- The Washington Times - Tuesday, February 22, 2005

After ceasing operations in December and needing a new owner to keep them alive, the Maryland Nighthawks are on solid ground — by American Basketball Association standards anyway.

The ABA continues to crumble around the Nighthawks, whose schedule has become meaningless. The minor league club in Prince George’s County often doesn’t know when it will play again or against whom.

“It gets kind of discouraging but not too discouraging,” Nighthawks center Kevin Robinson said. “It always could be your team folding.”

Long bus rides, small crowds and tiny paychecks come with the job on the low-budget end of professional basketball. Most Nighthawks players earn $200 to $300 a week, and their contracts aren’t guaranteed.

But it’s the uncertainty that’s toughest to bear.

The team plays home games on one of eight fullcourts at the Run ‘n’ Shoot facility in District Heights. When the Nighthawks play, so does everyone else; seven other pickup games often go on simultaneously. Temporary bleachers are wheeled in to accommodate crowds, which typically range from 200 to 300 a game.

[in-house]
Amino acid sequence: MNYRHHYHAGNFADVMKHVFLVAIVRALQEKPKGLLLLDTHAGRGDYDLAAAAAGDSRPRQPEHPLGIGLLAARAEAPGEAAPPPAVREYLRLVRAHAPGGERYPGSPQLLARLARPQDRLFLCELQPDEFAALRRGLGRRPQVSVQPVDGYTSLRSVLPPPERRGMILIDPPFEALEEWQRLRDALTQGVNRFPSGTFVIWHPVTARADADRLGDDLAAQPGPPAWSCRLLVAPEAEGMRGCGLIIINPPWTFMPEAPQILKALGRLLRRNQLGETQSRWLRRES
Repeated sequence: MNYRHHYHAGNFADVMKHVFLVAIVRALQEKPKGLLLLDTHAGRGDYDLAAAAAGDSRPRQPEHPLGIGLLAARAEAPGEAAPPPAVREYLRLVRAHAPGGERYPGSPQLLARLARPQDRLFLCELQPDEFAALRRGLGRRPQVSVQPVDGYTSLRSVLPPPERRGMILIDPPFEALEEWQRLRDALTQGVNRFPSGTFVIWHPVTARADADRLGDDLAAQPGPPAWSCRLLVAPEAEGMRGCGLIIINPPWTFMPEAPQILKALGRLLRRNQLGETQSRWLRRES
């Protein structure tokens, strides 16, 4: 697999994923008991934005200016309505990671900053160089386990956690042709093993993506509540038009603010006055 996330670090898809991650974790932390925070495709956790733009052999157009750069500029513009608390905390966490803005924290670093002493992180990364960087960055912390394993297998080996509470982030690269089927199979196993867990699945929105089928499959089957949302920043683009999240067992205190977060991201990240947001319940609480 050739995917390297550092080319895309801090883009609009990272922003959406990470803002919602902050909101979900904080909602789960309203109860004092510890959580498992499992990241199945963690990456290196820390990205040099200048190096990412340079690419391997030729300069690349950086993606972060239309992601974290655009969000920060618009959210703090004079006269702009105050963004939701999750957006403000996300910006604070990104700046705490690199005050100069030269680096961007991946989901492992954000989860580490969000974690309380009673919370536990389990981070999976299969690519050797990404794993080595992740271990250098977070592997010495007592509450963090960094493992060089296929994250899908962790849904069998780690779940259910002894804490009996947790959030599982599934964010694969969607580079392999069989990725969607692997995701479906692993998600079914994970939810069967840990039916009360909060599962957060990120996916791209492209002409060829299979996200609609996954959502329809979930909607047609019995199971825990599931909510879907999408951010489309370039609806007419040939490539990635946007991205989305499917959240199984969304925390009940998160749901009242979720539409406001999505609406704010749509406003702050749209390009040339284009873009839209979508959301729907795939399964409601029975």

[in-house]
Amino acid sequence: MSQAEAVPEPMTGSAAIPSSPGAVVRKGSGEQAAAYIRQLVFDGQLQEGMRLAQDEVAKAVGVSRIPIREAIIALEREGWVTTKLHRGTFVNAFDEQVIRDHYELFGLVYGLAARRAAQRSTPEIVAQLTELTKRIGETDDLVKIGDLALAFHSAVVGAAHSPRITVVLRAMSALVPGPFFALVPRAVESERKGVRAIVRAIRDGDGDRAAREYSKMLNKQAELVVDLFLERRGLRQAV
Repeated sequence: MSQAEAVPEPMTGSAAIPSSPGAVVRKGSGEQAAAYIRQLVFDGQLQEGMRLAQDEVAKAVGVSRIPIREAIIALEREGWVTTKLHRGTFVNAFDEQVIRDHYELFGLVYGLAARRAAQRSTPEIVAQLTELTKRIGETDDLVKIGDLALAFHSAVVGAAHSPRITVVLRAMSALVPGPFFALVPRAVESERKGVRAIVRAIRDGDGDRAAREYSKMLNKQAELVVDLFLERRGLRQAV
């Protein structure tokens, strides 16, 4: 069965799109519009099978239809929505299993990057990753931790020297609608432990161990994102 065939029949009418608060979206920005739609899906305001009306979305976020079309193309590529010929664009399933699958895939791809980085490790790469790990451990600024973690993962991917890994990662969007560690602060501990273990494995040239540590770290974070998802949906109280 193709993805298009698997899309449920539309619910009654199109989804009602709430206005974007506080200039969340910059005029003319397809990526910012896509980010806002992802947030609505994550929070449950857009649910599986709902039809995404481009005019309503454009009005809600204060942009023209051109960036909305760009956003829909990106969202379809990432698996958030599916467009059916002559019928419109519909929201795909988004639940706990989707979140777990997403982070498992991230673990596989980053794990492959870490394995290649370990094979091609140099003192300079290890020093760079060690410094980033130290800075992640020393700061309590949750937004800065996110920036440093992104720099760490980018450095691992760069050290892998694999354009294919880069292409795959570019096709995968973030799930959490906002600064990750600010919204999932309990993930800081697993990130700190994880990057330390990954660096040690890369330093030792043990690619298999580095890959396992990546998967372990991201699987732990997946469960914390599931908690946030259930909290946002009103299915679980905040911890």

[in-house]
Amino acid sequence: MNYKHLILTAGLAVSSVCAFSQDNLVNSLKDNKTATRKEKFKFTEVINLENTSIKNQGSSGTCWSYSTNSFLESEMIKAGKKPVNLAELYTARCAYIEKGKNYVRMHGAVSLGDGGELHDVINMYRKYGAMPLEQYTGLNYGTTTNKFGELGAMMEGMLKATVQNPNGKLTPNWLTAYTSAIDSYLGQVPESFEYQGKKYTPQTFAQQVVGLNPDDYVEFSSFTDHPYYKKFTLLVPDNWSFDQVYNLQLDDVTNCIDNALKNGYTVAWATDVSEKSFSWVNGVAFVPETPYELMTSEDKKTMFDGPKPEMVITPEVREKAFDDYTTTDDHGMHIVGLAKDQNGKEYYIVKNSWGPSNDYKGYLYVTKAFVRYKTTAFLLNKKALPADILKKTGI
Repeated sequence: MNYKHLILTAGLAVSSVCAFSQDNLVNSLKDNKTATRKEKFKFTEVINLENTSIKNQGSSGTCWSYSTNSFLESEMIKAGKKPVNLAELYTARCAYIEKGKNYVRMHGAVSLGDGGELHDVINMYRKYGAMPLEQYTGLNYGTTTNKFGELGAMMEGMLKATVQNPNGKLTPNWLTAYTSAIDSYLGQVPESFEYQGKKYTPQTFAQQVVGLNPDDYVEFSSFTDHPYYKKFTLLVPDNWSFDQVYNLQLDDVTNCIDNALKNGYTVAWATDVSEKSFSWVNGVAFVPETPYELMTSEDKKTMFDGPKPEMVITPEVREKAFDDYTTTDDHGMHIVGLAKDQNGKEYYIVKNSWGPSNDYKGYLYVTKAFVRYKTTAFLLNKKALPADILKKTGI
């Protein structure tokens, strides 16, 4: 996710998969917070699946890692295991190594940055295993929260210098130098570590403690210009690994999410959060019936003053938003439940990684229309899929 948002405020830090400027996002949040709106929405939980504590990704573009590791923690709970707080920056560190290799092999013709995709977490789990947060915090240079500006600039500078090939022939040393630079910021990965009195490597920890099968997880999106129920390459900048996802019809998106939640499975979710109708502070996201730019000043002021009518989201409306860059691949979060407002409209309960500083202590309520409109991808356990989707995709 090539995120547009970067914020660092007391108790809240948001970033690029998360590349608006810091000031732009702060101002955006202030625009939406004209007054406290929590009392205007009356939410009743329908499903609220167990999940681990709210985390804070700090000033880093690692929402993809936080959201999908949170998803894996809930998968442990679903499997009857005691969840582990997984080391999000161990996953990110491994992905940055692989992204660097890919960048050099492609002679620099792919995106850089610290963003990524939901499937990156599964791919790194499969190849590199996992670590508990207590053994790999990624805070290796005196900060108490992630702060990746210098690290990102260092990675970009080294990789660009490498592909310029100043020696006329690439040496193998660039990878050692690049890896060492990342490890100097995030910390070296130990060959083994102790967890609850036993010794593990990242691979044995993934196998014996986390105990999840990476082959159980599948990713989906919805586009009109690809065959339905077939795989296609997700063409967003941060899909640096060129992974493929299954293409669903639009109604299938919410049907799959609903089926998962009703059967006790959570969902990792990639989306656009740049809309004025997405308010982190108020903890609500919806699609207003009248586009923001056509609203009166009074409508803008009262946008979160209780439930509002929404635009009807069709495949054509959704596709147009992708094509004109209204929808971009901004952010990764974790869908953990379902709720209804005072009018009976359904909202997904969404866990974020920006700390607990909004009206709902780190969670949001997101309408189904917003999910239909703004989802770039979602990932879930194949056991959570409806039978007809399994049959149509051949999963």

The ABA is a last chance for players like Robinson, a 25-year-old from Largo who played at Division II Southern Indiana. Robinson was doing temp work, mainly as an office clerk, when his mother saw a newspaper advertisement for Nighthawks tryouts.

Robinson made the team and has shown enough promise as a 6-foot-11 center that he thinks he can climb the basketball ladder. That hope allows him to endure the difficult playing conditions.

This may be professional basketball’s bottom rung ” but at least he’s on the ladder.

“I am happy I just got my foot in the door,” said Robinson, who had 25 points in a win over the Carolina Thunder last Wednesday. “I don’t want to be a career ABA player. I want to get to the league. That is everybody’s dream. Maybe it will happen if I work hard enough.”


Probably not.